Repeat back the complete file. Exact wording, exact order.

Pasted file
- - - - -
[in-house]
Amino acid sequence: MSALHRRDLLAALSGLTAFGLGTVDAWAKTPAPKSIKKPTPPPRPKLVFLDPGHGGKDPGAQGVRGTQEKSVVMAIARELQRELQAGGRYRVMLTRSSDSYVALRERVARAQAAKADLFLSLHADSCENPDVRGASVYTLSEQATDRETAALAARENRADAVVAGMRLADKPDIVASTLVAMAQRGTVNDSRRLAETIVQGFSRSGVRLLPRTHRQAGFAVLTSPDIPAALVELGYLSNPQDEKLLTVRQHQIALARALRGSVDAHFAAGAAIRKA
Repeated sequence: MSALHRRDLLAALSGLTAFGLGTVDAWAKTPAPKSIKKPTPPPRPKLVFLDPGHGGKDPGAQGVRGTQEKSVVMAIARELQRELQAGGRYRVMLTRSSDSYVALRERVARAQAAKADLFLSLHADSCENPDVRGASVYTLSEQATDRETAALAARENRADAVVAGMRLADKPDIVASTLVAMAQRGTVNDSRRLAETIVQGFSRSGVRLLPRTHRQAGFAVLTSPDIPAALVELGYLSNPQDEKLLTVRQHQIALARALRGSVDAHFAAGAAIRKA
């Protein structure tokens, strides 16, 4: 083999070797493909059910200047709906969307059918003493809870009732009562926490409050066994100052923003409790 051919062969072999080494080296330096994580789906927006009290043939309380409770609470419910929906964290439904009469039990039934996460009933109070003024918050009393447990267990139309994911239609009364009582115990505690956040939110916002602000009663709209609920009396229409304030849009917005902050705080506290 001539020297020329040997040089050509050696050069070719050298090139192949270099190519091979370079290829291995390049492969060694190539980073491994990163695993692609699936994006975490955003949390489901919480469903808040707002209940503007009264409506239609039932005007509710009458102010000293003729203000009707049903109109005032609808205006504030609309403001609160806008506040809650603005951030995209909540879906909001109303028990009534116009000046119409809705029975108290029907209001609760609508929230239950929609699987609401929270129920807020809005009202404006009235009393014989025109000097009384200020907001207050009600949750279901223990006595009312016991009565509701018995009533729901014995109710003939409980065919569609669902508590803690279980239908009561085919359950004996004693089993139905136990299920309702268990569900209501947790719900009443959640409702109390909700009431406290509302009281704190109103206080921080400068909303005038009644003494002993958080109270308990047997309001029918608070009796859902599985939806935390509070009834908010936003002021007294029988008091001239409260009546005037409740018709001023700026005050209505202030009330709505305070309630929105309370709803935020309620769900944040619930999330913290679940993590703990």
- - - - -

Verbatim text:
[in-house]
Amino acid sequence: MSALHRRDLLAALSGLTAFGLGTVDAWAKTPAPKSIKKPTPPPRPKLVFLDPGHGGKDPGAQGVRGTQEKSVVMAIARELQRELQAGGRYRVMLTRSSDSYVALRERVARAQAAKADLFLSLHADSCENPDVRGASVYTLSEQATDRETAALAARENRADAVVAGMRLADKPDIVASTLVAMAQRGTVNDSRRLAETIVQGFSRSGVRLLPRTHRQAGFAVLTSPDIPAALVELGYLSNPQDEKLLTVRQHQIALARALRGSVDAHFAAGAAIRKA
Repeated sequence: MSALHRRDLLAALSGLTAFGLGTVDAWAKTPAPKSIKKPTPPPRPKLVFLDPGHGGKDPGAQGVRGTQEKSVVMAIARELQRELQAGGRYRVMLTRSSDSYVALRERVARAQAAKADLFLSLHADSCENPDVRGASVYTLSEQATDRETAALAARENRADAVVAGMRLADKPDIVASTLVAMAQRGTVNDSRRLAETIVQGFSRSGVRLLPRTHRQAGFAVLTSPDIPAALVELGYLSNPQDEKLLTVRQHQIALARALRGSVDAHFAAGAAIRKA
């Protein structure tokens, strides 16, 4: 083999070797493909059910200047709906969307059918003493809870009732009562926490409050066994100052923003409790 051919062969072999080494080296330096994580789906927006009290043939309380409770609470419910929906964290439904009469039990039934996460009933109070003024918050009393447990267990139309994911239609009364009582115990505690956040939110916002602000009663709209609920009396229409304030849009917005902050705080506290 001539020297020329040997040089050509050696050069070719050298090139192949270099190519091979370079290829291995390049492969060694190539980073491994990163695993692609699936994006975490955003949390489901919480469903808040707002209940503007009264409506239609039932005007509710009458102010000293003729203000009707049903109109005032609808205006504030609309403001609160806008506040809650603005951030995209909540879906909001109303028990009534116009000046119409809705029975108290029907209001609760609508929230239950929609699987609401929270129920807020809005009202404006009235009393014989025109000097009384200020907001207050009600949750279901223990006595009312016991009565509701018995009533729901014995109710003939409980065919569609669902508590803690279980239908009561085919359950004996004693089993139905136990299920309702268990569900209501947790719900009443959640409702109390909700009431406290509302009281704190109103206080921080400068909303005038009644003494002993958080109270308990047997309001029918608070009796859902599985939806935390509070009834908010936003002021007294029988008091001239409260009546005037409740018709001023700026005050209505202030009330709505305070309630929105309370709803935020309620769900944040619930999330913290679940993590703990």